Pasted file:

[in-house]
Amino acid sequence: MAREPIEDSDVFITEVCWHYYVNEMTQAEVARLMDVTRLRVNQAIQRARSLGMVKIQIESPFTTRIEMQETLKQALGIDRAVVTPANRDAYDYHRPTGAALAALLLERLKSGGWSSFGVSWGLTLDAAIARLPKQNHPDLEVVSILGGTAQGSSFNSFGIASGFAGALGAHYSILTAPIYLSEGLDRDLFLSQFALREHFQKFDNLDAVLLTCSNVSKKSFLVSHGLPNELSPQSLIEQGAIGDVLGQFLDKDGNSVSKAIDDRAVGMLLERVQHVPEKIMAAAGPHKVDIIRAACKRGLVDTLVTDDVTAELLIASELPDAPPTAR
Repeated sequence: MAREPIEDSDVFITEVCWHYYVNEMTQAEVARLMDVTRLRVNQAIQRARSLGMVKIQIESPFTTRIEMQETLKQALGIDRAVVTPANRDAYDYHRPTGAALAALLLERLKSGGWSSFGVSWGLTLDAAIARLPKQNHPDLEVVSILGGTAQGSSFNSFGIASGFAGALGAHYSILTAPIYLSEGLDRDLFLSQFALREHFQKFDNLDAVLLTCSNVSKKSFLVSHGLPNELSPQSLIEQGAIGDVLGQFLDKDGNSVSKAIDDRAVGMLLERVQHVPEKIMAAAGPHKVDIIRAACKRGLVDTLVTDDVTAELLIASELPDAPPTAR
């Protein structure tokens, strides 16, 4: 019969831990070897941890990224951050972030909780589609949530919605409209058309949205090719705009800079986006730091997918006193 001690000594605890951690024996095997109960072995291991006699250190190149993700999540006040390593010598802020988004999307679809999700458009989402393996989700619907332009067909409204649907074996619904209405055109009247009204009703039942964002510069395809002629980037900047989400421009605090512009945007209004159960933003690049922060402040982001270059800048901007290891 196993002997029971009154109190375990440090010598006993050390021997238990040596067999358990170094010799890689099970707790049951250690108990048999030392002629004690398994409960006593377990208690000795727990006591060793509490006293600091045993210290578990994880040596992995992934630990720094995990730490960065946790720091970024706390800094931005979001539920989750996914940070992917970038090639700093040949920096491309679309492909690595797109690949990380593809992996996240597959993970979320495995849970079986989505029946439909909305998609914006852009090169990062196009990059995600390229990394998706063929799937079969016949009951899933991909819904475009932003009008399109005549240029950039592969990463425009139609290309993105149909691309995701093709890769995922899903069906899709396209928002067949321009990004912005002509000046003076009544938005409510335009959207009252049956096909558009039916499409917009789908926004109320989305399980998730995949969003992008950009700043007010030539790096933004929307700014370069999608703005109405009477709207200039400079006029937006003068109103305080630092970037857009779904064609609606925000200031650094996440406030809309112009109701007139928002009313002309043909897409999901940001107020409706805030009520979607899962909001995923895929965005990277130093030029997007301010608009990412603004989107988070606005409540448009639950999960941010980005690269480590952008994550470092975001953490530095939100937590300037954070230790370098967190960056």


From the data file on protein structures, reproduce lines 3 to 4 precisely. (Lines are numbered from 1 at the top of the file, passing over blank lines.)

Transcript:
Repeated sequence: MAREPIEDSDVFITEVCWHYYVNEMTQAEVARLMDVTRLRVNQAIQRARSLGMVKIQIESPFTTRIEMQETLKQALGIDRAVVTPANRDAYDYHRPTGAALAALLLERLKSGGWSSFGVSWGLTLDAAIARLPKQNHPDLEVVSILGGTAQGSSFNSFGIASGFAGALGAHYSILTAPIYLSEGLDRDLFLSQFALREHFQKFDNLDAVLLTCSNVSKKSFLVSHGLPNELSPQSLIEQGAIGDVLGQFLDKDGNSVSKAIDDRAVGMLLERVQHVPEKIMAAAGPHKVDIIRAACKRGLVDTLVTDDVTAELLIASELPDAPPTAR
């Protein structure tokens, strides 16, 4: 019969831990070897941890990224951050972030909780589609949530919605409209058309949205090719705009800079986006730091997918006193 001690000594605890951690024996095997109960072995291991006699250190190149993700999540006040390593010598802020988004999307679809999700458009989402393996989700619907332009067909409204649907074996619904209405055109009247009204009703039942964002510069395809002629980037900047989400421009605090512009945007209004159960933003690049922060402040982001270059800048901007290891 196993002997029971009154109190375990440090010598006993050390021997238990040596067999358990170094010799890689099970707790049951250690108990048999030392002629004690398994409960006593377990208690000795727990006591060793509490006293600091045993210290578990994880040596992995992934630990720094995990730490960065946790720091970024706390800094931005979001539920989750996914940070992917970038090639700093040949920096491309679309492909690595797109690949990380593809992996996240597959993970979320495995849970079986989505029946439909909305998609914006852009090169990062196009990059995600390229990394998706063929799937079969016949009951899933991909819904475009932003009008399109005549240029950039592969990463425009139609290309993105149909691309995701093709890769995922899903069906899709396209928002067949321009990004912005002509000046003076009544938005409510335009959207009252049956096909558009039916499409917009789908926004109320989305399980998730995949969003992008950009700043007010030539790096933004929307700014370069999608703005109405009477709207200039400079006029937006003068109103305080630092970037857009779904064609609606925000200031650094996440406030809309112009109701007139928002009313002309043909897409999901940001107020409706805030009520979607899962909001995923895929965005990277130093030029997007301010608009990412603004989107988070606005409540448009639950999960941010980005690269480590952008994550470092975001953490530095939100937590300037954070230790370098967190960056």